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Thrills and Chills: The Madman’s Daughter by Megan Shepherd

Hello!

After having a baby it becomes so easy (for the one who is the main caregiver and staying home) to TinaTimehave absolutely no alone time. My husband and I quickly realized that I needed to schedule time with friends for my extrovert sanity, but it took a lot longer for us to realize that this extrovert also needed alone time on the calendar. It’s so easy to just be with baby practically 24/7. For me, however, this is a recipe for disaster. So, today is my first scheduled on my own, all by myself, TinaTime! Yay for coffee shops, lunch, and time to blog about good books!!

Overview

Sixteen-year-old Juliet Moreau has built a life for herself in London—working as a maid, attending church on Sundays, and trying not to think about the scandal that ruined her life. After all, no one ever proved the rumors about her father’s gruesome experiments. But when she learns he is alive The Madman's Daughter by Megan Shepherdand continuing his work on a remote tropical island, she is determined to find out if the accusations are true.
Accompanied by her father’s handsome young assistant, Montgomery, and an enigmatic castaway, Edward—both of whom she is deeply drawn to—Juliet travels to the island, only o discover the depths of her father’s madness: He has experimented on animals so that they resemble, speak, and behave as humans. And worse, one of the creatures has turned violent and is killing the island’s inhabitants. Torn between horror and scientific curiosity, Juliet knows she must end her father’s dangerous experiments and escape her jungle prison before it’s too late. Yet as the island falls into chaos, she discovers the extent of her father’s genius—and madness—in her own blood.

My Thoughts

Retold fairy tales are one of my favorite genres, so naturally I was drawn to a novel inspired by another novel.  The Madman’s Daughter is inspired by H.G. Wells’ classic The Island of Dr. Moreau, and although I haven’t actually read the original I still loved this re-telling! I’m also an avid Jane Austen fan and this book reminds me of Catherine Morland, the heroine of Northanger Abbey. Catherine is obsessed with gothic thrillers and The Madman’s Daughter is exactly the type of novel she would have devoured! It is heavily atmospheric and full of romance and mystery.

Juliet Moreau is struggling to make a living in the dark shadow of her crazy father’s legacy by doing what her father didn’t do—fit in. However Juliet is a woman incredibly ahead of her time, she is interested in science and medicine, which is the opposite of anything girls in her society are supposed to enjoy. I feel like most readers can relate to Juliet because she is embarrassed by her “strange” interests and tries very hard to keep them hidden. I mean, who hasn’t strived to keep their seemingly nerdy hobbies secret?! As a main character, I like Juliet. She wants to believe the best about everyone and has an incredibly caring side to her, but she can also “get the difficult job done” when need be and she is always wavering between one and the other.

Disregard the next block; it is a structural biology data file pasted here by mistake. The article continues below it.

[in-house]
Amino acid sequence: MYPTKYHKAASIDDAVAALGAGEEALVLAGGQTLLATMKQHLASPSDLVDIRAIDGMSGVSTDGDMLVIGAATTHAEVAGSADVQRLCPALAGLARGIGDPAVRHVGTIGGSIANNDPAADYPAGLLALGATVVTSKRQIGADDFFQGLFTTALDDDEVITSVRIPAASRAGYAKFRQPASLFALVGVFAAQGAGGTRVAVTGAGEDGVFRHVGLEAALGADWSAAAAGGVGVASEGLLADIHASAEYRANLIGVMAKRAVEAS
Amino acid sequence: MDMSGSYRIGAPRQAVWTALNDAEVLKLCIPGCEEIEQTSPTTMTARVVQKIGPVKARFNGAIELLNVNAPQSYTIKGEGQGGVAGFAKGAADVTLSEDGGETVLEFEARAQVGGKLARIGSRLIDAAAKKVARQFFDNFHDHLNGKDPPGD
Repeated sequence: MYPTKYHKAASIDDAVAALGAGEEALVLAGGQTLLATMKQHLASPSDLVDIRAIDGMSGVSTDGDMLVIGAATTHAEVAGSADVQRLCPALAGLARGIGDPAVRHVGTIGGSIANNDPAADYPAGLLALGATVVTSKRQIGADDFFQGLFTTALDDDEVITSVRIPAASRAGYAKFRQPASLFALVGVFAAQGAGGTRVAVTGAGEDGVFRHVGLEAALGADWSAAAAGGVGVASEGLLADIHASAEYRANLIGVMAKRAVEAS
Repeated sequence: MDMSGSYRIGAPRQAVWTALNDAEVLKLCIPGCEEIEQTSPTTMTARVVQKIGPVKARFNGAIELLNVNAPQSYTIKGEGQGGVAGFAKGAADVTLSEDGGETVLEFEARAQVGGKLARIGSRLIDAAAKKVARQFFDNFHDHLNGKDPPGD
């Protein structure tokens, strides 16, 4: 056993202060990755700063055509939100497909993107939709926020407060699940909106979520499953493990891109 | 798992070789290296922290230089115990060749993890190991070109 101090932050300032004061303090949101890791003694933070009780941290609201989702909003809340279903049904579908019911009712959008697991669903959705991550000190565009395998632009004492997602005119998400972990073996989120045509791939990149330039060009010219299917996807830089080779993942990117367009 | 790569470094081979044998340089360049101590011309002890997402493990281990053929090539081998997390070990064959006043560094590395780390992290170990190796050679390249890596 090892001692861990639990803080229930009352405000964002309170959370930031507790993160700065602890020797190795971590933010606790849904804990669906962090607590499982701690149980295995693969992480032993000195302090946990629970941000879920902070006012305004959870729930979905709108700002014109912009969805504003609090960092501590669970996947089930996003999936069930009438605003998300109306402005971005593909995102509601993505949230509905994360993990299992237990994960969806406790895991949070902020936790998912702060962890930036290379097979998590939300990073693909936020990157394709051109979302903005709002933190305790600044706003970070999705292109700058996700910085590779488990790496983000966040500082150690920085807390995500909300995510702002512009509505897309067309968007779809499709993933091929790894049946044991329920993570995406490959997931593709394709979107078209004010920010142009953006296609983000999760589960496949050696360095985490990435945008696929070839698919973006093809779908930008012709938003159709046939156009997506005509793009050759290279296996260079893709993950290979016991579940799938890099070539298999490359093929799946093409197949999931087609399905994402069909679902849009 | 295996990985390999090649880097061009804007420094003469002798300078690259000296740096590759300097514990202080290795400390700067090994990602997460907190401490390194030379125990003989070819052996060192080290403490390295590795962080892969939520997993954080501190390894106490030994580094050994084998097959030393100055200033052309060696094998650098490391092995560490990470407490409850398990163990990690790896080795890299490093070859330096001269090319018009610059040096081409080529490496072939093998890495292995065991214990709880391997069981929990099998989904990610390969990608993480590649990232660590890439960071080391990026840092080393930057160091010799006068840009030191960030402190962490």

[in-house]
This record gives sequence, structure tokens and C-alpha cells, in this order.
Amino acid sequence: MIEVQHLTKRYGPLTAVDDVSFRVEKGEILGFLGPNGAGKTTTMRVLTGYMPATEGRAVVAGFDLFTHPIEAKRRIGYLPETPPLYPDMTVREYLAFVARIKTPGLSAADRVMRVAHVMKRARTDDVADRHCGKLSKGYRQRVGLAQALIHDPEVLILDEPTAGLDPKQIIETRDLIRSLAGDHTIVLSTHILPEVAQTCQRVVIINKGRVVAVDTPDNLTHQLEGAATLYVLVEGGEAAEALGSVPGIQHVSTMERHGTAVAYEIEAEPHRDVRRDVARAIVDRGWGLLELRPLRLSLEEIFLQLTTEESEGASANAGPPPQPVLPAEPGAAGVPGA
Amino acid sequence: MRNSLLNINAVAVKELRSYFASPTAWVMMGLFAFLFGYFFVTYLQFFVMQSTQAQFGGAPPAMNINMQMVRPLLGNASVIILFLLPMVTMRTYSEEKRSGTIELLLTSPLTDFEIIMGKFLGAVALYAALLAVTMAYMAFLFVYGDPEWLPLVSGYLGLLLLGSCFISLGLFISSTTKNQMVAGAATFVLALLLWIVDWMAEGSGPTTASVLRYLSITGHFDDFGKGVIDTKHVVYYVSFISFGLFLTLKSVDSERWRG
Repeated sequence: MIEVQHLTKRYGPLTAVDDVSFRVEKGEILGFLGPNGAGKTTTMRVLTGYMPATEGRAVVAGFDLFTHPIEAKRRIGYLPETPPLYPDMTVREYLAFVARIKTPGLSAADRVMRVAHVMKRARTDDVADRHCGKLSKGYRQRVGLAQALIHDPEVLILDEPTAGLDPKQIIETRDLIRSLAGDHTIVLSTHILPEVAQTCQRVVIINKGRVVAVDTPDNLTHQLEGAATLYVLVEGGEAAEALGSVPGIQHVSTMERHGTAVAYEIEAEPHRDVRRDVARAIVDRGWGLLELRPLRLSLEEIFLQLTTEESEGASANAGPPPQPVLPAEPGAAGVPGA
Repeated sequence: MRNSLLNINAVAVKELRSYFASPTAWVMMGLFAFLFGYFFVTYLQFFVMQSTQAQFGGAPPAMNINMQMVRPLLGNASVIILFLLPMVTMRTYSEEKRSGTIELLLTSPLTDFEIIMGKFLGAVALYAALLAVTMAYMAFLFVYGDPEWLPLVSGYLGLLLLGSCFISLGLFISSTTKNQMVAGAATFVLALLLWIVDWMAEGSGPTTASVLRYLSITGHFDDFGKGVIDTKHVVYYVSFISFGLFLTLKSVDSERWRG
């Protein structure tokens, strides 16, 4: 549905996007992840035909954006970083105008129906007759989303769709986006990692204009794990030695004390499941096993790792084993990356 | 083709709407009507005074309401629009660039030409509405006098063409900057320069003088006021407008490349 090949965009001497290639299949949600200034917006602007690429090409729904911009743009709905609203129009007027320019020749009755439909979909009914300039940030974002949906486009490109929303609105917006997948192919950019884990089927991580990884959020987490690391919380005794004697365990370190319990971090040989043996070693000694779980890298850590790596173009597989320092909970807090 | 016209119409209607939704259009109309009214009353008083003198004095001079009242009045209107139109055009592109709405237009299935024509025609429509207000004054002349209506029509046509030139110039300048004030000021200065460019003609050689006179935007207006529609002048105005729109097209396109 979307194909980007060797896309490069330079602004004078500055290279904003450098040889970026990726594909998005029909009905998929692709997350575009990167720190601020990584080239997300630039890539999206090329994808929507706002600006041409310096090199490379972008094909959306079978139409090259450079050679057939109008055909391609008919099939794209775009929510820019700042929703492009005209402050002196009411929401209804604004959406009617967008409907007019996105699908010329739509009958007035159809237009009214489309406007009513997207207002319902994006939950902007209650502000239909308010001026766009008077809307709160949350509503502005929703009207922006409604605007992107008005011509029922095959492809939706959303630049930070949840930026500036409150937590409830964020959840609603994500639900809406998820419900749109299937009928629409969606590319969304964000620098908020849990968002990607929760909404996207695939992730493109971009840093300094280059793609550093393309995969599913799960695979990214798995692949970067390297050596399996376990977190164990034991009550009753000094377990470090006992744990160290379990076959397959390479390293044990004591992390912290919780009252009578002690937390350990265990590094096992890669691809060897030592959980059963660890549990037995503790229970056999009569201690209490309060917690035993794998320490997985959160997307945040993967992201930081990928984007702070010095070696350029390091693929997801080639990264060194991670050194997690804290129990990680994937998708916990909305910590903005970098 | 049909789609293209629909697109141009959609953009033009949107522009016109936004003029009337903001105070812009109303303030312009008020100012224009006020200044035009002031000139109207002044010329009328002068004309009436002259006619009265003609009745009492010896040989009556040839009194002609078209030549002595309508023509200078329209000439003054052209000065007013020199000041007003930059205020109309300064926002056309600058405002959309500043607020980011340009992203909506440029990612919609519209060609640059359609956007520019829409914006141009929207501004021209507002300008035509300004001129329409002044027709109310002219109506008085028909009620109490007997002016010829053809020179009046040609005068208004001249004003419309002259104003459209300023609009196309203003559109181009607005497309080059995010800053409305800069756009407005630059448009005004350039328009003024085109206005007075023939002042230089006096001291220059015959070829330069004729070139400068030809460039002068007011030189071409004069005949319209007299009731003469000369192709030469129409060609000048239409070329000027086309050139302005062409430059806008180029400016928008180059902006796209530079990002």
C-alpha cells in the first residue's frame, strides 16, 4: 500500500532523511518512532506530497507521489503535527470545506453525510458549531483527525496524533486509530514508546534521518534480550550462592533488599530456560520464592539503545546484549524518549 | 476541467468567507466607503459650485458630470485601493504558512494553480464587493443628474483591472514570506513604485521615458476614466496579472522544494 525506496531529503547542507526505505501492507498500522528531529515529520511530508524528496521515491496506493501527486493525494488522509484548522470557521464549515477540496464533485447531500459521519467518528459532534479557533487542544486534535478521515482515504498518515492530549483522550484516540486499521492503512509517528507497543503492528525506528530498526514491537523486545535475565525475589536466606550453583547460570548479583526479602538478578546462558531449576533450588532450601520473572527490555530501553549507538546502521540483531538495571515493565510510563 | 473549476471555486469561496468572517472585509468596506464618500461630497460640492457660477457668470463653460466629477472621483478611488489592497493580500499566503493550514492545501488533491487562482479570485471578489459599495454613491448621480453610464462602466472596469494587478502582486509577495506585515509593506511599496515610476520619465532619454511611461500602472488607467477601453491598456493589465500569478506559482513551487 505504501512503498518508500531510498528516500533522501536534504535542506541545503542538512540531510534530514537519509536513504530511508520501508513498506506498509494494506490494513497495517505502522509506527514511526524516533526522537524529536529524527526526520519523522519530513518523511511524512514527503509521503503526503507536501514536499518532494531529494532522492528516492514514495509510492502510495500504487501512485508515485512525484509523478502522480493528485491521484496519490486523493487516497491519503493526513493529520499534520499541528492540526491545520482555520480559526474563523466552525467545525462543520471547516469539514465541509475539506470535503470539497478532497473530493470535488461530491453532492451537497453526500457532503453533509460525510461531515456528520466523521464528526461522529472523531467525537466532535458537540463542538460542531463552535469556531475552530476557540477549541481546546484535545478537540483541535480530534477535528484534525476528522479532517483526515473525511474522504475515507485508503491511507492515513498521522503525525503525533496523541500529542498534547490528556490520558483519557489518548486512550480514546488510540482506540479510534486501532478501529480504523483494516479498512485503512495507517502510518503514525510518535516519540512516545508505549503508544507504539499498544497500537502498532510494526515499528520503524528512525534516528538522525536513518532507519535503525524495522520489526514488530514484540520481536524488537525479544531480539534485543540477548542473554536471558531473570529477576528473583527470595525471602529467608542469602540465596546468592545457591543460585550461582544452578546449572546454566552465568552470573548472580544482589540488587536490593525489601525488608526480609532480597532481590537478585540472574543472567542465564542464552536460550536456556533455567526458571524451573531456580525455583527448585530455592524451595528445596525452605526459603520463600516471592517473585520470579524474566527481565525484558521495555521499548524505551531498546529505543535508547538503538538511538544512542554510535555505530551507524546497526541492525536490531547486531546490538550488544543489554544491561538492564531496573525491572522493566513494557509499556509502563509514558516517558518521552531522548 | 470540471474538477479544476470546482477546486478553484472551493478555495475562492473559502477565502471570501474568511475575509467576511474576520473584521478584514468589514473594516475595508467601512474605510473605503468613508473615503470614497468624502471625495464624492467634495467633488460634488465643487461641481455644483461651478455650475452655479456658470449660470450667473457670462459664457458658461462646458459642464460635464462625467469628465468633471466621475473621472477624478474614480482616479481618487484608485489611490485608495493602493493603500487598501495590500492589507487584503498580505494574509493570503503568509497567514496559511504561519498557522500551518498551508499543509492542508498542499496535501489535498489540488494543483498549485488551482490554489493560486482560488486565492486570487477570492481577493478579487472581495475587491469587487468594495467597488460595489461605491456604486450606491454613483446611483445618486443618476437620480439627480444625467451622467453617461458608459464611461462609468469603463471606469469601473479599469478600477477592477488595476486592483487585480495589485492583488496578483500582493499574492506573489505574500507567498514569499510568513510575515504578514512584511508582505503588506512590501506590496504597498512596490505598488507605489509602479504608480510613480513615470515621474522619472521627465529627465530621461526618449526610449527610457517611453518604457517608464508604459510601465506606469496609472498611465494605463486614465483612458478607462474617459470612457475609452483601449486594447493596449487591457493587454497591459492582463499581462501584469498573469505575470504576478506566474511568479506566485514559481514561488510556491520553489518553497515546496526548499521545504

Juliet chooses to enter the world of her social outcast, mad father and in doing so thrusts herself (although unknowingly) into a world of dark secrets and creepy happenings. Megan Shepherd excels at fashioning this deeply sinister, eerie, and shiver-inducing story from the setting on a beautiful, mysterious and isolated island to the horribly disturbing experiments of a mad scientist. This is the gothic novel at its modern best! I was listening to audiobook and audibly gasped at times because Shepherd’s mood building was so darn well written!

Juliet also has the attention of two romantic interests — yes there is a love triangle! However, the thing I usually don’t like about love triangles is that there is almost always one clearly favored leader and it feels like the third person is forced in there just to make things interesting. With this one I seriously could go either way with who I want Juliet to end up with! There is no clear front-runner, which may bother some people, but makes it that much more exciting to me! And yes, there is some swoon worthy romance!

In the end this thriller captivated me from the beginning so if you’re into darkly atmospheric gothic novels you should definitely check-out The Madman’s Daughter!

Details

Author: Megan Shepherd
Publisher: Balzer+Bray (January 29, 2013)
Format: Audiobook
Narrated by: Lucy Rawles
Length: 12 hours and 50 minutes
Series: First in a series
YA/MG: YA

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Reading Queue: May

The Reading Queue

Hello there!

April was such a busy, yet fun, month!

In addition to staying on routine with a newborn (now two months old!) we had a bunch of family visitors over the past few weeks. First, my brother and sister-in-law came for a long weekend to meet their little nephew for the first time! A few days later, my parents came to visit for few days. Then after that, my in-laws came into town to see Colin as well.  I’m telling you, they only want to see Colin!